Derek Jarman’s Blue weaves a sensory tapestry that serves as both a political call to action and a meditation on illness, dying, and love.
there are no boundaries or solutions.” –Derek Jarman
Originally released as a feature film in 1993, the year before the acclaimed artist and filmmaker Derek Jarman’s death due to an AIDS-related illness, Blue
is a daring and powerful work of art. The film and its script, as reproduced in this volume, serve as an impassioned response to the lack of political engagement with the AIDS crisis.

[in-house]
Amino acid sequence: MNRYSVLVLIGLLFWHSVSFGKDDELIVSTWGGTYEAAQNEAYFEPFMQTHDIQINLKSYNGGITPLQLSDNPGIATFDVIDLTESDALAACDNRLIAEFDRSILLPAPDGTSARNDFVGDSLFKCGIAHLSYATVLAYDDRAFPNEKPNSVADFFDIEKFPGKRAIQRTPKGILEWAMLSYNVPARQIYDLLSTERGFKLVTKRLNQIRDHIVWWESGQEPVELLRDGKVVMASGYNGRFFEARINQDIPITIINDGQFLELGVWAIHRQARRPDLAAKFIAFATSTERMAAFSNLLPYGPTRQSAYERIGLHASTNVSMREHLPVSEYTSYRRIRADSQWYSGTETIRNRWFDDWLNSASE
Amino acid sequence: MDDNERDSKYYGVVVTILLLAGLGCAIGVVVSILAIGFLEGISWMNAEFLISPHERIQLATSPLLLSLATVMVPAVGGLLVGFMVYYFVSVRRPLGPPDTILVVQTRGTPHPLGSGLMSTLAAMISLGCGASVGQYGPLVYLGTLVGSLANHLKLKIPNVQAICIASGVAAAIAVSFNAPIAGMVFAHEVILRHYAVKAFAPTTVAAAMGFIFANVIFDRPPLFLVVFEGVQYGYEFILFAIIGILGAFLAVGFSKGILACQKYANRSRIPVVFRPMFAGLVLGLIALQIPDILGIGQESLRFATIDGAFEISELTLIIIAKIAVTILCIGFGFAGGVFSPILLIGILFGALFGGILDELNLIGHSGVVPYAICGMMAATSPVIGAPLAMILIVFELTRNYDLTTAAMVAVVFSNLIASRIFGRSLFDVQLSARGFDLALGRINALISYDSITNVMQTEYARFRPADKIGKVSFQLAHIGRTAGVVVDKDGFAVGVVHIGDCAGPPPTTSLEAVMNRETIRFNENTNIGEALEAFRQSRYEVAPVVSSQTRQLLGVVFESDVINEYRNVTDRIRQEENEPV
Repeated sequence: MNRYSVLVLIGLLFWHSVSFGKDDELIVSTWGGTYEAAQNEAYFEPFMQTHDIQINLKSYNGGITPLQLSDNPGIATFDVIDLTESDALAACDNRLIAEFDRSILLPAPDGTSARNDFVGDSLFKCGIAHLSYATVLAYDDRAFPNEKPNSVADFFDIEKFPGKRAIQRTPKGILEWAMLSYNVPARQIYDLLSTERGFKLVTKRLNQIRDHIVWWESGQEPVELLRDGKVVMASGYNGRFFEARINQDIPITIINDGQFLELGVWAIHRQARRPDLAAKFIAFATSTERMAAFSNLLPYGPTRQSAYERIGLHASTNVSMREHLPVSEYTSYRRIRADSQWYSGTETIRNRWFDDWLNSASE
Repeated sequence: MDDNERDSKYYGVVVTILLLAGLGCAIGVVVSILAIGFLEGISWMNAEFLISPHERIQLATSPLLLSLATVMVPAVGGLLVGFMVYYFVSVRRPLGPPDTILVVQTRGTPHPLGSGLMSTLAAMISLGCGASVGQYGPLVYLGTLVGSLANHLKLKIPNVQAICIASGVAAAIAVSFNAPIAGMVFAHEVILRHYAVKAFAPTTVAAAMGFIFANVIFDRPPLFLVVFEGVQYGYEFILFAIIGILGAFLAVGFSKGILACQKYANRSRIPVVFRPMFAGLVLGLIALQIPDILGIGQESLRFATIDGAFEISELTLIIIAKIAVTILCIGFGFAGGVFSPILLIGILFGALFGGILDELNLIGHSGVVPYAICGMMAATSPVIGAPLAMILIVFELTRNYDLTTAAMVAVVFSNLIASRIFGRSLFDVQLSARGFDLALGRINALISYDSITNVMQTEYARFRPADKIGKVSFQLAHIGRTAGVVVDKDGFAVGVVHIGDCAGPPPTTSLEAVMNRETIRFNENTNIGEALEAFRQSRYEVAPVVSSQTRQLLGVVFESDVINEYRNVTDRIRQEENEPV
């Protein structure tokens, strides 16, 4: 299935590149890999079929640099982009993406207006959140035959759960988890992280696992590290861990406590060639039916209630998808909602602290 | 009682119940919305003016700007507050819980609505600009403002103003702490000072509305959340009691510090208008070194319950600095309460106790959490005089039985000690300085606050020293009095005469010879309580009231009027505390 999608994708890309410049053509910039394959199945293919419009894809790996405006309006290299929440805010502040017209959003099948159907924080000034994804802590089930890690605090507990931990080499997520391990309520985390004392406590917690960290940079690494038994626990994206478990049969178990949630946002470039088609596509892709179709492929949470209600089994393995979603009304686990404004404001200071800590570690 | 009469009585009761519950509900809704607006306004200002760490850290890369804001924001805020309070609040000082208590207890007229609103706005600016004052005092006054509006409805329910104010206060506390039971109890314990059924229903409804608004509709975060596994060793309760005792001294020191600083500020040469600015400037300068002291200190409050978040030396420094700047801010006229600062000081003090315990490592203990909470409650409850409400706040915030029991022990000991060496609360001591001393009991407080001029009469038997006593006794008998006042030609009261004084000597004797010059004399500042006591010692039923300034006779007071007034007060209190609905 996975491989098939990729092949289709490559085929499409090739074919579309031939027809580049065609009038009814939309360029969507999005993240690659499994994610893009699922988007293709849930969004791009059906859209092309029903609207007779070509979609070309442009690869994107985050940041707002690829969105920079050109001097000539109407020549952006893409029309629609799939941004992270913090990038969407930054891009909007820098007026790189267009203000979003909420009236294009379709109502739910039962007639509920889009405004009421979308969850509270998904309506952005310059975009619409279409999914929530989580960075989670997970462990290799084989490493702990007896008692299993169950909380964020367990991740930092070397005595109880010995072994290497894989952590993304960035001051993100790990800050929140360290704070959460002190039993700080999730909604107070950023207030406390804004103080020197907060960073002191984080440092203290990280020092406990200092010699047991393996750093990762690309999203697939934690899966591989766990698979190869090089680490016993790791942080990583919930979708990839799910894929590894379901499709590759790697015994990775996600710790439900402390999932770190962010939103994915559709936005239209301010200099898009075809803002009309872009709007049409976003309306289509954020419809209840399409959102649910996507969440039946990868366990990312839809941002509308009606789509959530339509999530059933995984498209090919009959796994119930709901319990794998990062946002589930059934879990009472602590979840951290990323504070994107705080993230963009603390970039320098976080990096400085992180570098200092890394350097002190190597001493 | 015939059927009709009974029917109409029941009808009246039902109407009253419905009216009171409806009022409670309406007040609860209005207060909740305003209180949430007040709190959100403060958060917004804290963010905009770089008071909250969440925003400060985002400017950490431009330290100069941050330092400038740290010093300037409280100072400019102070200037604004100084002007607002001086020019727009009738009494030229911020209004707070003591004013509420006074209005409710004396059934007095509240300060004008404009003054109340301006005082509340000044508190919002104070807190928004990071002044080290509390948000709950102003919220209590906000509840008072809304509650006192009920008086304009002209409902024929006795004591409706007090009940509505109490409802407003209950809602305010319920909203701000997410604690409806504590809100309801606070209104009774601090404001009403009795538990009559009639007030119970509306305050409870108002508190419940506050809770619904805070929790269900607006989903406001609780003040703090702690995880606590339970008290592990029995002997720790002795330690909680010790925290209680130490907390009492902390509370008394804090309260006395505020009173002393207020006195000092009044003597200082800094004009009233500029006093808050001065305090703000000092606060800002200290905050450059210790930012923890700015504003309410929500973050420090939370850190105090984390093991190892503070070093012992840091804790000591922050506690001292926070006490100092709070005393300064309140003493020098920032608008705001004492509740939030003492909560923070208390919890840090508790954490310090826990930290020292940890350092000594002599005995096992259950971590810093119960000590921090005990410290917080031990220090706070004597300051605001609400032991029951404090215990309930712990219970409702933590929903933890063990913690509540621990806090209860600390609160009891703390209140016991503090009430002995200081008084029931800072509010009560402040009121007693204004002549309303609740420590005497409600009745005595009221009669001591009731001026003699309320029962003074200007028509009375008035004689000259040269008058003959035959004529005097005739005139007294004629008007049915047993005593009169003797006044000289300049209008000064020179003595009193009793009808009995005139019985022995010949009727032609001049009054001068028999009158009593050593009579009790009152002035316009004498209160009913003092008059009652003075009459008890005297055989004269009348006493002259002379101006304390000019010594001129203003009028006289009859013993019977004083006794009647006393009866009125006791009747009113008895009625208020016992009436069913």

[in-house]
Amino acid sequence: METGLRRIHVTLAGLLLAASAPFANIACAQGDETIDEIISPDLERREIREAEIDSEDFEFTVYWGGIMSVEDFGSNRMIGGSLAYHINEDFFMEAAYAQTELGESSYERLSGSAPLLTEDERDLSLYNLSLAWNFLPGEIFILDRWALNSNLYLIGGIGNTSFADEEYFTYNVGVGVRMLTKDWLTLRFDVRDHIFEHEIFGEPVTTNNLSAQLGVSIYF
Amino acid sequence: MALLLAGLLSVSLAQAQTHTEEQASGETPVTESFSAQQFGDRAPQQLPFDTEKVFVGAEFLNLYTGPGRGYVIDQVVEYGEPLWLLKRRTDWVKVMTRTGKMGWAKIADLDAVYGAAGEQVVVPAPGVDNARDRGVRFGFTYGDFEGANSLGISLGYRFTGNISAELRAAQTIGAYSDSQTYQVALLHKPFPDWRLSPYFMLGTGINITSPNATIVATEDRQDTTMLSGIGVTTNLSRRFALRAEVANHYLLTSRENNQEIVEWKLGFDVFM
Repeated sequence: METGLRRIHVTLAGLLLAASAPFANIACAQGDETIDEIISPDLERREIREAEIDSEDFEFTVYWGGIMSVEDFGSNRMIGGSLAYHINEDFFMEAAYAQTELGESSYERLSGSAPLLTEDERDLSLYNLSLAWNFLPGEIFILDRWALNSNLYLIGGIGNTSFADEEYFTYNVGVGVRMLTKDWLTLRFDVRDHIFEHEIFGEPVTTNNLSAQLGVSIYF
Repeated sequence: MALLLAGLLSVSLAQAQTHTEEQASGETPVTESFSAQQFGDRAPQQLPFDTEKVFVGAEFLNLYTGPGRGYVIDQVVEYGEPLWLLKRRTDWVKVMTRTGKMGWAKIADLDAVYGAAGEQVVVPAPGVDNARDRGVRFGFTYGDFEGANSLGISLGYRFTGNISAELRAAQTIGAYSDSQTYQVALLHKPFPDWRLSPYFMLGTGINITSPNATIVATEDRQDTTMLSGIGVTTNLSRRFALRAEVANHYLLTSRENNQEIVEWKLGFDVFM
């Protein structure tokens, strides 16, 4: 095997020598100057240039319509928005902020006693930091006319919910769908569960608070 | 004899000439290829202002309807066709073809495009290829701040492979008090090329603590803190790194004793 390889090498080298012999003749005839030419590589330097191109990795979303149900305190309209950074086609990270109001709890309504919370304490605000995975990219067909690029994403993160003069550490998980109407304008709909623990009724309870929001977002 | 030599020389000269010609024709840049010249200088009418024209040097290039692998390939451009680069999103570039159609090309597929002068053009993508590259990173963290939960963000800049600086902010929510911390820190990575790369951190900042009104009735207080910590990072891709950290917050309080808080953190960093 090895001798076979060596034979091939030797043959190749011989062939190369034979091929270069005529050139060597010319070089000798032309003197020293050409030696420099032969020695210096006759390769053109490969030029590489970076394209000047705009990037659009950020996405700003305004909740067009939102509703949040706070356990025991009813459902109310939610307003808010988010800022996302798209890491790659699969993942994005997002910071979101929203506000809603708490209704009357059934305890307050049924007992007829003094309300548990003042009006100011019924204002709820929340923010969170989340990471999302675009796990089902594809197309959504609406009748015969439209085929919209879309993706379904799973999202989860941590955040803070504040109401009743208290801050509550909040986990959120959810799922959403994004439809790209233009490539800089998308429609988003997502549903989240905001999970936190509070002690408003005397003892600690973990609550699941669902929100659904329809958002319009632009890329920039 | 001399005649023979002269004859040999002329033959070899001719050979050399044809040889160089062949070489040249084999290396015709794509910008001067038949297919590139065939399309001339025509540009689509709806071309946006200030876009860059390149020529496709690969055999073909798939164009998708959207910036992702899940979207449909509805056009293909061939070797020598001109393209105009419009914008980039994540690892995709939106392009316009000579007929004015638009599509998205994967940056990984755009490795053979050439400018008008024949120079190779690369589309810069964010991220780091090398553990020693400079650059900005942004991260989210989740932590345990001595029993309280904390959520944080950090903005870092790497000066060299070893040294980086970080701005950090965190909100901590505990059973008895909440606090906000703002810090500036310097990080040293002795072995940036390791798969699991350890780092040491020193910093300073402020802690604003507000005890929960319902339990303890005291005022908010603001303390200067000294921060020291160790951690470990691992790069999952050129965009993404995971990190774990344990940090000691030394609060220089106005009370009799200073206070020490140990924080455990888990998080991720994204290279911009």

moves through myriad scenes, some banal, others fantastical. Stories of quotidian life–getting coffee, reading the newspaper, and walking down the sidewalk–escalate to visions of Marco Polo, the Taj Mahal, or blue fighting yellow. Facing death and a cascade of pills, Jarman presents his illness in delirium and metaphors. He contemplates the physicality of emotions in lyrical prose as he grounds this story in the constant return to Blue–a color, a feeling, a funk. Michael Charlesworth’s compelling introduction brings Blue
into conversation with Jarman’s visual paintings.